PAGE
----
When Riot Games announced the release of Teamfight Tactics, players and members of the League of Legends community were skeptical. On one hand, Riot Games was experienced with making popular game modes in League of Legends like “Invasion,” “Ultra Rapid Fire” and “Doom Bots,” but all of these required the player to perform many actions within shorts amounts of time. They were high-intensity game modes that required huge amounts of teamwork. So when Riot Games announced TFT as an auto-battler, players didn’t think it would be to their liking. After all, it is the complete opposite of the other game modes.
Little did people know that Teamfight Tactics would end up so popular that it has become permanent in the League of Legends client and even has its own mobile app. Now, in the third set, Galaxies, Riot has brought new changes to classes, champions and more.
TFT is a lot like chess where the champions are pieces that can do certain things, and the player controls their pieces’ positions. If your champion has a lot of health, it’s probably better to put it in the front hexes. Or if it has range, placing them in the back hexes would be a good idea. In the last set, the game tried to influence this key aspect of the game by placing tiles on the board that empower champions.
These tiles are randomized every game and affect the stats of the champion placed on top of them. For example, the infernal Tile would increase attack speed while the mountain tile would grant bonus permanent health. These tiles forced players to come up with strategies that could help utilize these tile buffs at the expense of important champion positioning, adding a new layer of skill and randomness to the game.
However, the Galaxies set removes these tiles. This makes sense, as the buff tiles were introduced to fit with the previous set’s Rise of the Elements theme. They were also removed for having too great of an impact on the game. Depending on the strategy, champion and buff tile, these could easily become a win condition. Players could sometimes only hope that the tiles would be randomly generated to have the least impact. And, because the hexes were related to Qiyana’s champion origin, it gave the game developers less opportunities to make new types of hexes without having to change the champion as well.
Obviously, the theme of the game has changed from Rise of the Elements to Galaxies. This means the champions have changed. While a lot of the same champions like Ashe, Yasuo and Malphite still appear, they have been changed from their elemental skins (some of which were their base champion skins) to ones related to outer space. Examples are the skin bundles Darkstar, Mecha Kingdom, Star Guardian and PROJECT.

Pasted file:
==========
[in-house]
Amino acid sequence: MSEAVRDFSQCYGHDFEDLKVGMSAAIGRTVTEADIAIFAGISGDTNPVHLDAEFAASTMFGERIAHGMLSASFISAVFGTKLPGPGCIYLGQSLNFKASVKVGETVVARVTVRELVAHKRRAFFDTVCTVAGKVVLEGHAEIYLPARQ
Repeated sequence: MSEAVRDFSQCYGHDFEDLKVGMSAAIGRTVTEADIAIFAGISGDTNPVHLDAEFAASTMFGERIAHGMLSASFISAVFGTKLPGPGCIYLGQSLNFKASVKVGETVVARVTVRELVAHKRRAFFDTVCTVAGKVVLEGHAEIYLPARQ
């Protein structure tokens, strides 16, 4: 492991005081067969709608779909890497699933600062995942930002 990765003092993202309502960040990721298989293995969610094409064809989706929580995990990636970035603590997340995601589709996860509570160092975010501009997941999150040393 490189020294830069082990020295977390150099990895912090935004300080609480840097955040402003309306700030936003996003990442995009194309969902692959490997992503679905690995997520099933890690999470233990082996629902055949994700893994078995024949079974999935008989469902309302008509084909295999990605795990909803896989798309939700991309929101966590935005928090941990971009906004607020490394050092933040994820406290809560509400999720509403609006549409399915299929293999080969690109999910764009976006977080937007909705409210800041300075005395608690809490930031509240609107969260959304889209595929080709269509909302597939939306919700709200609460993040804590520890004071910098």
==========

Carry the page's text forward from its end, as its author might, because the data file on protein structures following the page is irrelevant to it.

Because these skins are eccentric and change many aspects of how champions would normally look, for ease of recognition, champions face towards the player during the planning phase so that their faces can be seen. Previously, they faced toward the enemy so that only their backs would be seen by the player, which worked since the base skins were easy to distinguish from each other. In the Galaxy set, however, many of the Darkstar and Star Guardian champions look similar.
Additionally, certain champions (like Ashe) have had their abilities changed. And, like what happened at the release of the previous set, new champions were added and others were taken out.
Champion teams grant special abilities to champion pieces based off of how many members of the same teams are on the player’s side of the board. For example, in the Rise of the Elements set, when two champions of the Cloud team were on the same side, then those champions had increased chances to dodge attacks. In Galaxies, the champion teams have changed.
The Galaxies set teams include Infiltrator, Blaster, Sniper, Vanguard, Protector, Sorcerer, Blademaster, Mana-Reaver, Demolitionist, Mech-Pilot, Chrono, Cybernetic, Space Pirate, Void, Valkyrie, Mercenary, Rebel, Brawler, Darkstar, Star Guardian and Celestial, so there are plenty of teams to combine into an ultimate unstoppable force. Interestingly, a lot of teams and abilities grants shields, bonus health and damage nullification that make them hard to kill. The carousel also starts with level 1 champions only. By far, two of the most interesting are the Mech-Pilot team, which combines three champions into a giant boss robot, and the Demolitionst team, which creates a large and powerful explosion on the enemy side of the board.
Lastly, the passive gold income used to purchase champions, refresh a champion pool and to level up to place an extra champion on the board has been decreased. According to Riot, this is to decrease the amount of gold in the system and encourage players to spend wisely, especially in the early shops.
This means that, in Galaxies, it will take much longer to level up, and everyone will have to invest in saving their economy to come out on top in the end. This change in gold will impact how players come up with strategies every round and impact crucial decision making.
Teamfight Tactics' new Galaxies set features some major gameplay and character changes that will impact player strategies.